Saturday, July 12, 2008

Our true intent is all for your delight.

I've just seen four plays in twenty-four hours. Three of them Shakespeare. All of them outside. I think that is quite the achievement, and I would go see three more tomorrow were I not just a little bit theatred out. This is all part of the Seattle Outdoor Theatre Festival, which features a whole lot of plays performed outdoors in Volunteer Park.

Last night I saw "The Tempest", which had a friend of mine in it, and was quite excellent, and very funny. I liked that it didn't attempt to do anything novel with the setting, so they could concentrate better on the characters and the story. And it was truly a blank stage, which was neat.

This afternoon/evening I saw "A Midsummer Night's Dream", "The Wind in the Willows", and "Hamlet".

A "Midsummer Night's Dream" had a vaguely Vegas setting, so Titania had a big feathery headdress and at one point one of the fairies had a big white feathery tail. And Puck had a stripey purple waistcoat, shiny purple tailcoat, and a very nice hat. They had a very interesting set, which consisted of two vaguely bridge shaped blocks and a semicircle block, which were moved around in interesting ways. There was a pug! You could see their backstage, and we kept looking at the pug and wondering what it was doing there, and finally realized when it came on stage. They had music, and it gave the whole thing a goodly air of creepy circus, which was apt with the fairies. However, I thought Puck was the only fairy who really seemed unhuman, which bothered me.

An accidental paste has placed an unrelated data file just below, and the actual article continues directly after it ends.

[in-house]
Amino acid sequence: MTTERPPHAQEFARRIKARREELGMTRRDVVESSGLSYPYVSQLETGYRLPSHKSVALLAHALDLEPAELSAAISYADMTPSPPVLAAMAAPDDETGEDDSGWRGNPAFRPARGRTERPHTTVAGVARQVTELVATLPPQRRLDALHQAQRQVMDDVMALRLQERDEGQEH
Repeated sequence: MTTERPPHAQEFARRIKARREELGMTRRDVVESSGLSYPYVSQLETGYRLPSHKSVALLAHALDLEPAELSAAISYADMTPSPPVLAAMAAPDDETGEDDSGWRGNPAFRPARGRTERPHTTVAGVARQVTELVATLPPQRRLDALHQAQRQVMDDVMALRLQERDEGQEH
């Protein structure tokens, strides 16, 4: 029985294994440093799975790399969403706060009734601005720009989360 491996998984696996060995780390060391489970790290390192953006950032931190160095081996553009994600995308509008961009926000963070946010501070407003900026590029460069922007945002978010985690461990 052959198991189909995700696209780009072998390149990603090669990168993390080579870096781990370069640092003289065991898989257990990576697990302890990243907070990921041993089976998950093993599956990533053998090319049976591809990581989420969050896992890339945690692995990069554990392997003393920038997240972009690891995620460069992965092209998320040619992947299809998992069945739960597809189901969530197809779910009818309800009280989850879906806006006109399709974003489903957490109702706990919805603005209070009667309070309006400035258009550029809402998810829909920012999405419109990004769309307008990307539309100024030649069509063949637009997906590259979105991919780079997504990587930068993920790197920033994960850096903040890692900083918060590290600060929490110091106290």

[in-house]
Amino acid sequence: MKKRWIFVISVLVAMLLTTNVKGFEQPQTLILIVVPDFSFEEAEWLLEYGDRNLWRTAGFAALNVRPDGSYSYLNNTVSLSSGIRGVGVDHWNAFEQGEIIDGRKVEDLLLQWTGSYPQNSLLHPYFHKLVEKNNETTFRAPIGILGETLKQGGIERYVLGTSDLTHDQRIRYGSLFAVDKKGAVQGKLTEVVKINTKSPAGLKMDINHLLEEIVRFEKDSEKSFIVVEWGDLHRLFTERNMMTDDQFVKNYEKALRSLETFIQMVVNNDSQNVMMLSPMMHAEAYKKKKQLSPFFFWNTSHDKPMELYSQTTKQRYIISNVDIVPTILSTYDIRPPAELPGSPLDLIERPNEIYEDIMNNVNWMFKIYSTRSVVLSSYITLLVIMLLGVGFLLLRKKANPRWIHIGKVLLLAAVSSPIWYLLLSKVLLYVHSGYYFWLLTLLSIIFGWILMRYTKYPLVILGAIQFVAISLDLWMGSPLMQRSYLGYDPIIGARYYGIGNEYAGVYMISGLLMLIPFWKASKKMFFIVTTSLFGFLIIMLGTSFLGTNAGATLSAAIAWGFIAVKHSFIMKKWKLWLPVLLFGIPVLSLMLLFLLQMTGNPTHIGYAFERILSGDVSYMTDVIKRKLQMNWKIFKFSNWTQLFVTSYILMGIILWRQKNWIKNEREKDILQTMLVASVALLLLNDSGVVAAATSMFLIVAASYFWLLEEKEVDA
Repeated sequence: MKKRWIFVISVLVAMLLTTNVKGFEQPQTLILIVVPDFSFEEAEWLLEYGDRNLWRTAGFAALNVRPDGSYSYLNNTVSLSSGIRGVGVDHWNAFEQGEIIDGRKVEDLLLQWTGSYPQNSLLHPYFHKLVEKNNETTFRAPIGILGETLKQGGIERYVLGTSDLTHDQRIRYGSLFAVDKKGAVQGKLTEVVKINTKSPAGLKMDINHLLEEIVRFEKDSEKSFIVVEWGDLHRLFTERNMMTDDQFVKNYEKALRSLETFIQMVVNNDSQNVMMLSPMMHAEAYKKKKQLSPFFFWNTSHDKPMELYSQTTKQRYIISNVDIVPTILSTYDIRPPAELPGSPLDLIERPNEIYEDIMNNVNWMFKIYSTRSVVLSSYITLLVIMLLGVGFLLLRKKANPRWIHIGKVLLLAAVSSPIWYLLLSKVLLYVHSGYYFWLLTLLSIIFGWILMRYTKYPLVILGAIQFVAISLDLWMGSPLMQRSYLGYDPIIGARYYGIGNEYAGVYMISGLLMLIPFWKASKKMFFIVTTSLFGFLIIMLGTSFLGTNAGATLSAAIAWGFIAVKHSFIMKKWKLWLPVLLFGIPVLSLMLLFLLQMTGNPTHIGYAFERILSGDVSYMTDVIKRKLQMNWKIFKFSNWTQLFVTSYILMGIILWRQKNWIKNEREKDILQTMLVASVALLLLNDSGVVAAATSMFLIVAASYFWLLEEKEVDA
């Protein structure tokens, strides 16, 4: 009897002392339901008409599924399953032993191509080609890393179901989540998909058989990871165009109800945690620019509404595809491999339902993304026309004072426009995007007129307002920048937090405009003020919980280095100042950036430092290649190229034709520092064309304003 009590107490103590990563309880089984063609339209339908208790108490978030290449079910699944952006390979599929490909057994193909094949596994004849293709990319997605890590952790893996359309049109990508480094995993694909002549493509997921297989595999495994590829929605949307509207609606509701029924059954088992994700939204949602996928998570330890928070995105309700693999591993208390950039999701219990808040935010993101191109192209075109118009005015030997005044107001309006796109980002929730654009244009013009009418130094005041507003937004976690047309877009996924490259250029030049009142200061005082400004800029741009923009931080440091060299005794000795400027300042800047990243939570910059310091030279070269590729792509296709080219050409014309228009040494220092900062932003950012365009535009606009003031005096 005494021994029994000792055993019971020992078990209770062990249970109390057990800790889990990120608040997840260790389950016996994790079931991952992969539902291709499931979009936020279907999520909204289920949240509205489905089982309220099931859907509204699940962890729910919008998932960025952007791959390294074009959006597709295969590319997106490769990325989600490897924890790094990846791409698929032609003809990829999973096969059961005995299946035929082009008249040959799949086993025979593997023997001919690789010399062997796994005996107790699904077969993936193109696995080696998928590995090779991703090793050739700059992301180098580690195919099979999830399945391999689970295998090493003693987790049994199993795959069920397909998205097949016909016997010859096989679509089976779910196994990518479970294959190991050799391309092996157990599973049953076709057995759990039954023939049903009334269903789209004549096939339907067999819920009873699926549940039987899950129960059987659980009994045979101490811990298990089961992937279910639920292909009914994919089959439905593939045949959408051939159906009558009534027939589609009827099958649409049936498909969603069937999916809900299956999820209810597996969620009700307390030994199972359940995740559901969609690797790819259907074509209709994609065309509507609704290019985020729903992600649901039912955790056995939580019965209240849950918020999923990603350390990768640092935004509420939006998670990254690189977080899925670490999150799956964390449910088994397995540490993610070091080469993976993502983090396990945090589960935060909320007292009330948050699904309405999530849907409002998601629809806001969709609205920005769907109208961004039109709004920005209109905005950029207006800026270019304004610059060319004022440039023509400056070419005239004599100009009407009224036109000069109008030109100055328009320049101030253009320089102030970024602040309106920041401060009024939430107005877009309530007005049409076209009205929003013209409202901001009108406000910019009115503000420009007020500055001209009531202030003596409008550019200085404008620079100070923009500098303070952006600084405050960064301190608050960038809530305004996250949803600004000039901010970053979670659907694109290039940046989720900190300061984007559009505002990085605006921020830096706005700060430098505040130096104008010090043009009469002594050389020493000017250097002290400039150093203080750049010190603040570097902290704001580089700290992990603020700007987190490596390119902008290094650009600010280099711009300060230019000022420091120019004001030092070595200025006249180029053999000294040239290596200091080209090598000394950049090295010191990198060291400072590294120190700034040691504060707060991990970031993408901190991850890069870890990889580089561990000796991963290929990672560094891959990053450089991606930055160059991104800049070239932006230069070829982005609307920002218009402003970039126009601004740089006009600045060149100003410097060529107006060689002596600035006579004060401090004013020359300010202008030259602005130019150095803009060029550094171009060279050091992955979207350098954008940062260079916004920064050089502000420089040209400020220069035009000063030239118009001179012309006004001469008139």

"The Wind in the Willows" was entertaining. I've never read the book, so I can't judge on that front, but I very much liked Rat and Mole, and although it was a little theatrical for my tastes, it was still lots of fun.

"Hamlet" was excellent. Largely due to Hamlet himself. Watching him become increasingly mad was fascinating, and the way you couldn't always tell whether he was really insane or just putting it on, and how he was sometimes completely lucid and sane, and then would suddenly snap and start giggling madly and hopping up and down and jumping back and forth and all. He was always moving around, and for a while he was wandering around barefoot and disheveled, and he kept walking through the audience in a distracted manner. They made very good use of his costume changes: they were always subtle, but very effective.

The other character I particularly liked watching was Gertrude. Hamlet had a scene with her which is apparently only in one version of the play and isn't so often done, which was lovely to watch. I found her much more sympathetic than I would usually think of her.

Ophelia's madness was fascinating. She was in a nightgown, and wearing Polonius's vaguely cassock like thing, and throwing rocks around and calling them rosemary and rue.

Horatio was played by a woman, as a woman. I don't know that this really worked very well, and I always think of Horatio as being more subtle than was played. Rosencrantz was also a woman, which wasn't quite so jarring, but Guildenstern was double-cast as Laertes, which was jarring.

The ghost was well done. He was played by Claudius, and there were various of the actors stationed off to the sides of the audience, echoing some of his words, which created a rather ghostly effect.

Fortinbras was cut entirely (which I didn't notice until the last scene); I think the aim was to focus on Hamlet and his madness.

Next weekend I'm planning to see "Twelfth Night", and maybe "Romeo and Juliet".

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